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I have "inherited" an old SFTP Cat5e cable connecting the basement of my house to the upper floor. There seems to be a break on some of the wires (6 and 7) so it won't even function at 100mbps.

I think the breaks may be in the connectors themselves, as they appear to have been crimped very (very!) poorly. In fact, the shield doesn't seem to be connected to the connector at all at one end!

I don't really want to rerun this cable (for a start I have no idea where it actually goes once it leaves the basement) and I would like to recrimp both ends of the cable to see if it's just the connectors or if there is a break in the wires inside the cable. I only have ordinary Cat5e connectors handy.

I'm guessing that the entire run is less than 40m and that there was no actual reason to use SFTP vs UTP in this case. There don't seem to be any sources of major interference nearby so I can't imagine why the more costly SFTP was used in the first place.

Will replacing the existing shielded connectors on the cable cause any problems? Obviously the shielding won't be grounded - but it doesn't seem to be at the moment anyway - and I've heard that an ungrounded shield is worse than unshielded because of the "antenna" effect, but this page seems to contradict that:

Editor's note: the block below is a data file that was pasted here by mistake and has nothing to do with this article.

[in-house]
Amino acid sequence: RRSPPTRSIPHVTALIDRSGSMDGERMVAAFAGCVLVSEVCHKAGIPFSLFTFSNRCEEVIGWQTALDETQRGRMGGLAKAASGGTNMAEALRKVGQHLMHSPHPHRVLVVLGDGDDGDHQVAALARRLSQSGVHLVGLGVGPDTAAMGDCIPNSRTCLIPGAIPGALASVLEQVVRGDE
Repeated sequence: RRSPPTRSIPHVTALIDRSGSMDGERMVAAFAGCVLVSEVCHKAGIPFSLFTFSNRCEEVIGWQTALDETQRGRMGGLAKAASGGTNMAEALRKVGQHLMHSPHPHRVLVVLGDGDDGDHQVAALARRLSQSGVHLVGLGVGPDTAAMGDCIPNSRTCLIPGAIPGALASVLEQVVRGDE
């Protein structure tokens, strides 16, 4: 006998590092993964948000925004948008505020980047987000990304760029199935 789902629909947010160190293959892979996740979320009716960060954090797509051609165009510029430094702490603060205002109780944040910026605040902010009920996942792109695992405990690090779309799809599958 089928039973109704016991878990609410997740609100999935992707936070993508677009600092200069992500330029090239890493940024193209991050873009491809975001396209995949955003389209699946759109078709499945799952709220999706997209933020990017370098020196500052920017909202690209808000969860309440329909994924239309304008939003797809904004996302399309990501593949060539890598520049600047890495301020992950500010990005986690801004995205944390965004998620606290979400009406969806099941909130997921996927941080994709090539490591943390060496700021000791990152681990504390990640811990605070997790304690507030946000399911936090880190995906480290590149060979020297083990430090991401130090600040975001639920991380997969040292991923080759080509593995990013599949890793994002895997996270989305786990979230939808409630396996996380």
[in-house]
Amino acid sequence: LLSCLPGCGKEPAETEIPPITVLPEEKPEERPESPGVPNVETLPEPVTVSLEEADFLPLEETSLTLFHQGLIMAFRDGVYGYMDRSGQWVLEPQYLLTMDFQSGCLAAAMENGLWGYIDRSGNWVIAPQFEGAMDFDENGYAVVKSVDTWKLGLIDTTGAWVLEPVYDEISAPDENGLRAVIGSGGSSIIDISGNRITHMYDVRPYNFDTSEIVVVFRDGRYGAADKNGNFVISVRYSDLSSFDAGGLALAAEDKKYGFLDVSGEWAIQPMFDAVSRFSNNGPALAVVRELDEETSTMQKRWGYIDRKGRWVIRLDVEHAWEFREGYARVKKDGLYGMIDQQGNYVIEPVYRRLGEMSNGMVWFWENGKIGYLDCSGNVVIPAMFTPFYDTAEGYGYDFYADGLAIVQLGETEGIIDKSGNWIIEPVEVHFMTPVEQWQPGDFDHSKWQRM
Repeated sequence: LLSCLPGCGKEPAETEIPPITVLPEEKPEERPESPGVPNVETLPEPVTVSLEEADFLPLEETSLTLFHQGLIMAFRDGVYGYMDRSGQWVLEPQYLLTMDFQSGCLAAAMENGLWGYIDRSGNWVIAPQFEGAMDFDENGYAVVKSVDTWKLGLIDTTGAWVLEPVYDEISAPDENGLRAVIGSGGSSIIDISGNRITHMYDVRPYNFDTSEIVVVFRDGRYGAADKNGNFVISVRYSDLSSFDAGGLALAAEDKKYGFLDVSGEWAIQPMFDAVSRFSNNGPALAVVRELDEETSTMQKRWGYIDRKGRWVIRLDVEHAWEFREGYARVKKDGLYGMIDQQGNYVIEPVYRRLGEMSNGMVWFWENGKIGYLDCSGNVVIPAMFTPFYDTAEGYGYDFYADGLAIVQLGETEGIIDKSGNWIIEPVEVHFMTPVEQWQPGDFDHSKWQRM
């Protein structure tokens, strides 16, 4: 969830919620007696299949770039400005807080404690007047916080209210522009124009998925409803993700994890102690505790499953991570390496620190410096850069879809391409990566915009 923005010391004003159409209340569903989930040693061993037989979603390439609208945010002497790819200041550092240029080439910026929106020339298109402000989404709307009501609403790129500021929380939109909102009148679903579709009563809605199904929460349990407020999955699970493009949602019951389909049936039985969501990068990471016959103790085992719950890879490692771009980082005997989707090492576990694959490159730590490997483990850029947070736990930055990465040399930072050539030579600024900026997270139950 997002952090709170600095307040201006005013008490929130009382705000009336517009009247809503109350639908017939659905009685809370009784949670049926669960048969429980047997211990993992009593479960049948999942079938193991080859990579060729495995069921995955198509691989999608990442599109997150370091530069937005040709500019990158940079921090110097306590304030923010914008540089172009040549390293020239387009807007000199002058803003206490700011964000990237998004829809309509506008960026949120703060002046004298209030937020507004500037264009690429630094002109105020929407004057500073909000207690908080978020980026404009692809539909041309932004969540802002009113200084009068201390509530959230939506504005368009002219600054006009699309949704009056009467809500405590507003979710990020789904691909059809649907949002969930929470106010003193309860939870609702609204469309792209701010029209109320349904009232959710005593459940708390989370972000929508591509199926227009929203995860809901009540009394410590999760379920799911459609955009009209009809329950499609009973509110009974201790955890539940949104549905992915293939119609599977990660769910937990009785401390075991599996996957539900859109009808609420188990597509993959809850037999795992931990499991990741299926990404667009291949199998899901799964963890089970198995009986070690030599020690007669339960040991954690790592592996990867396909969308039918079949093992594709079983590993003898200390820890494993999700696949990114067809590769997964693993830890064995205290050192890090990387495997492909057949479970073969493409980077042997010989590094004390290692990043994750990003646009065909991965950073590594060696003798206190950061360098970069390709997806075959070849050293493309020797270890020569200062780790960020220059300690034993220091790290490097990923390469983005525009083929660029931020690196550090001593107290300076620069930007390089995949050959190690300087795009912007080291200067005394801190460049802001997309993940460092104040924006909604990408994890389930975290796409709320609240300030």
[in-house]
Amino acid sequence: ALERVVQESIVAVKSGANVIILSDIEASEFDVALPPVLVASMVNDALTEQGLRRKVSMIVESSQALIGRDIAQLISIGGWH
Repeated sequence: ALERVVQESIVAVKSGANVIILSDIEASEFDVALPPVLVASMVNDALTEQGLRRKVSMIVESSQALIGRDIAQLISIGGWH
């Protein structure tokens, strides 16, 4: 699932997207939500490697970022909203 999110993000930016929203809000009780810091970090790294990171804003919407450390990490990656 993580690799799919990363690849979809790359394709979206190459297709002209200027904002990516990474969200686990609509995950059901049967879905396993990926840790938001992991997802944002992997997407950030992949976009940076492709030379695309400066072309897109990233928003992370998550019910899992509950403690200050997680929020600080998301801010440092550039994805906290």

http://www.siemon.co.uk/us/standards/Screened_and_Shielded_Guide_7_Antenna_Myth.asp

Will ordinary unshielded RJ45 connectors be OK, or at least not much worse?

Thanks.

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    \$\begingroup\$ You should be able to run at 100MBps over the intact pairs (100Base-TX uses 2 pairs, not 4) \$\endgroup\$ – ThreePhaseEel Aug 13 '17 at 17:29
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    \$\begingroup\$ You can't hurt anything by replacing the connectors, and if the replacements don't work, you can replace them again, or try something else. \$\endgroup\$ – HaLailah HaZeh Aug 13 '17 at 18:34
  • \$\begingroup\$ Only one end of the shield should be connected, otherwise a ground loop (a bad thing) could be created. Only ground the upstream end to be consistent. \$\endgroup\$ – Andrew Morton Aug 18 at 16:41
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Yes, ordinary unshielded connectors will work fine.

I would suggest however, not just crimping the 8P8C male connectors on, but use an 8P8C female Jack on each end. Then just use a patch cord. Although the 8P8C male connectors are often crimped on to the ends of infrastructure cabling, it is far less than ideal, and they do not tolerate flexing or plugging and unplugging gracefully.

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